Days 4 – 5: Gir National Park

Sasan Gir, or Gir National Park, is an area of dry deciduous forest famous as the only remaining site in the world for the Asiatic Lion. This subspecies of Lion once ranged from the edge of Europe in Turkey, all across Asia to eastern India, but was driven almost to extinction by hunting. Thankfully numbers have recovered to several hundred now, but with the entire population restricted to an area less than the size of Greater London, they are precariously vulnerable to disease, poaching, and have to share much of this land with an increasing human population and their cattle and crops. Gir also supports a large population of Leopards, as well as Chinkara and Chousingha, the Four-horned Antelope.

Gir also supports a varied birdlife, including Indian Thick-knee, Brown Fish and Mottled Wood Owls, Indian Pitta, Egyptian Vulture, Changeable Hawk Eagle, Laggar Falcon, Black-headed Cuckooshrike, White-bellied Minivet, Indian Paradise Flycatcher, Marshall’s Iora, Tawny-bellied and Yellow-eyed Babblers, and Rufous-fronted Prinia.

We have two full days to explore the forest and surroundings by open jeep and on foot.

Day 6: Gir to Velavadar Blackbuck National Park

From Gir we head east to Velavadar National Park, famous for conserving the largest population of Blackbuck remaining in India. It is also an excellent location for other mammals, including Indian Wolf, Golden Jackal and Striped Hyena. We will arrive in time to catch the amazing spectacle of the evening harrier roost, with many Montagu’s, Pallid and Marsh flying in all around us before dropping down into the grass for the night.

Day 7: Velavadar Blackbuck National Park

For birders the extensive grasslands of Velavadar are a fantastic habitat. We will have morning and afternoon safaris to explore and, as well as those harriers that remain during the day to hunt, we will also look for White-eyed Buzzard, White-rumped and Indian Vultures, Grey and Painted Francolins, Laggar and Red-necked Falcons, Indian and Singing Bush Larks. Lesser Florican breeds here in good numbers in the monsoon, but is unfortunately near impossible to find at other times of year.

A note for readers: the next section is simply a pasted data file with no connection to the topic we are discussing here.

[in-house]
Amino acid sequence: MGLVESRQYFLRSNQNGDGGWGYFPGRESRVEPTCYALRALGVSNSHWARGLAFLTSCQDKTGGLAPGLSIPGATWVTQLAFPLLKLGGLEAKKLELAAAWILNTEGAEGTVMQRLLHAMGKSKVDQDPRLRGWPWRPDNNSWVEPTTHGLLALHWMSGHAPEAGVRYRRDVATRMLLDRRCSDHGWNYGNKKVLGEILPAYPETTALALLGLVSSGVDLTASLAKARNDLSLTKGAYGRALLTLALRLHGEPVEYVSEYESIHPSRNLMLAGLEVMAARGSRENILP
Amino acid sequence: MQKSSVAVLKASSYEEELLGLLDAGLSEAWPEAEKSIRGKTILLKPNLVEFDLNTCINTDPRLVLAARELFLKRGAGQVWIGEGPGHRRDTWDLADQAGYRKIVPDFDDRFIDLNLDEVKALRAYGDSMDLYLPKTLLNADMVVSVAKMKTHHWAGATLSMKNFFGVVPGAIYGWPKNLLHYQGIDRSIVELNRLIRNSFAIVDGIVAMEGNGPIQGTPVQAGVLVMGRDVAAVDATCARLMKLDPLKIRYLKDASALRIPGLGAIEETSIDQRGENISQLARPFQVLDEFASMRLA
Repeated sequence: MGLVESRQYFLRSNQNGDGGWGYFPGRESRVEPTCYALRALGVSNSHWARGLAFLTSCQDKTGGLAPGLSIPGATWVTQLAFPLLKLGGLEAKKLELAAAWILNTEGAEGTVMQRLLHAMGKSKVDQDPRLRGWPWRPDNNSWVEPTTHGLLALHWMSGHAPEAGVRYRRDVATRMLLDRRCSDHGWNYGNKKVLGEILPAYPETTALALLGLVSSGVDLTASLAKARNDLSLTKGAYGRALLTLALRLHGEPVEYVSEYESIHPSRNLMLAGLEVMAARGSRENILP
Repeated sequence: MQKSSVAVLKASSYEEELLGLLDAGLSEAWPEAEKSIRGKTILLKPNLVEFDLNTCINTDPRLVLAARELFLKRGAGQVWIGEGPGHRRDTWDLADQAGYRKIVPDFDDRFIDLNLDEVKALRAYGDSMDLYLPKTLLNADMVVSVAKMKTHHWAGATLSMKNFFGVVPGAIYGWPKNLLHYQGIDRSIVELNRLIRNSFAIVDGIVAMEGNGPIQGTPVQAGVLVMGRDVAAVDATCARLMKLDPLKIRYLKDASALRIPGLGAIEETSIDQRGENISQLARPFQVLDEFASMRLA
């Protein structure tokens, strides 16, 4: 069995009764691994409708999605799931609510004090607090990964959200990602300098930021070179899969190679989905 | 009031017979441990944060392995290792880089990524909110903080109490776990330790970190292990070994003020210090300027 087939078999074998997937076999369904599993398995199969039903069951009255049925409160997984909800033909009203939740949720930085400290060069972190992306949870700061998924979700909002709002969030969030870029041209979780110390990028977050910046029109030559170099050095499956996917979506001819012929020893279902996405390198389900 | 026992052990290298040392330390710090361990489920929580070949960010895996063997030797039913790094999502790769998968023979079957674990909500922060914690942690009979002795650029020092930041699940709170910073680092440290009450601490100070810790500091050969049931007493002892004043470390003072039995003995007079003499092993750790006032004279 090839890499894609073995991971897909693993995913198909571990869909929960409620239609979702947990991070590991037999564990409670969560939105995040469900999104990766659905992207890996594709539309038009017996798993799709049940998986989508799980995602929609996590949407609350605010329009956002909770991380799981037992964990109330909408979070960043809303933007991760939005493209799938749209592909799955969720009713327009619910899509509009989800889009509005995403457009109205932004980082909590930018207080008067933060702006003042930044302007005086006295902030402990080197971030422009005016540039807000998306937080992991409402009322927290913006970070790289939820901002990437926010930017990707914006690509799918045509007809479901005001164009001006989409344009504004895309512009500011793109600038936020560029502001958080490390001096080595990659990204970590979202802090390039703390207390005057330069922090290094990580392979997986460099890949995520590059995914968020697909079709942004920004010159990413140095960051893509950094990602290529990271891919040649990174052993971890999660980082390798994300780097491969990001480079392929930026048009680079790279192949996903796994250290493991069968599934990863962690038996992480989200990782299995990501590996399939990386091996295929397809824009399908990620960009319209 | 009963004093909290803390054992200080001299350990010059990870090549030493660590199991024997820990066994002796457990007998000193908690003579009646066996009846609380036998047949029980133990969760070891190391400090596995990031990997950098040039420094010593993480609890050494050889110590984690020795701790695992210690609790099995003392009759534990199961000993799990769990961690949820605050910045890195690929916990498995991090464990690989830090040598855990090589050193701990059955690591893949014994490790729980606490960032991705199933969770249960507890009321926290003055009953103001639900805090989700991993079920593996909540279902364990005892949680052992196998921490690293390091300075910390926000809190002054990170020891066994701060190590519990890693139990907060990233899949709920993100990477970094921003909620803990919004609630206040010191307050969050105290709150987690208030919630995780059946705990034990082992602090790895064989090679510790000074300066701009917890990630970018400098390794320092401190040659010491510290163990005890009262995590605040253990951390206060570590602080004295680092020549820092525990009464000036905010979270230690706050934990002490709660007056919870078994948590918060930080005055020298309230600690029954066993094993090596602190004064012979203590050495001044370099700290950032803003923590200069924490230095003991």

Day 8: Velavadar to Ahmedabad and Delhi or Mumbai

Today it is time to head back to Ahmedabad but, depending on flight timings, we will have another morning to bird around Velavadar. If we have had enough of birds by now (!) a remarkable stop we could make on our drive to the airport is the more than 5000-year-old remains of the Harappan city Lothal, part of the ancient Indus Valley civilisation, and site of the oldest known sea dock in the world.

The tour ends in Ahmedabad, from where we can catch flights to Delhi or Mumbai and onward as necessary.


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Important information

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As with all Bubo Birding tours, your booking is handled by Asian Adventures.

This tour is guided by Mike Prince, plus local birding guides.

  • Prices quoted are per person, assuming an exclusive 2 person tour. Larger group sizes attract a discounted per person price, which we will confirm to you on enquiry.
  • International flights are excluded.
  • We may change the itinerary described due to various reasons such as latest birding information, availability of accommodation, state of the roads, and other unexpected factors that, this being India, do pop up from time to time!
  • The final price and itinerary will be confirmed before booking and depending on your expected arrival and departure plans.

See Asian Adventures for full tour details, including accommodation, what's included, other exclusions, prices for larger groups, single room supplements, and booking details.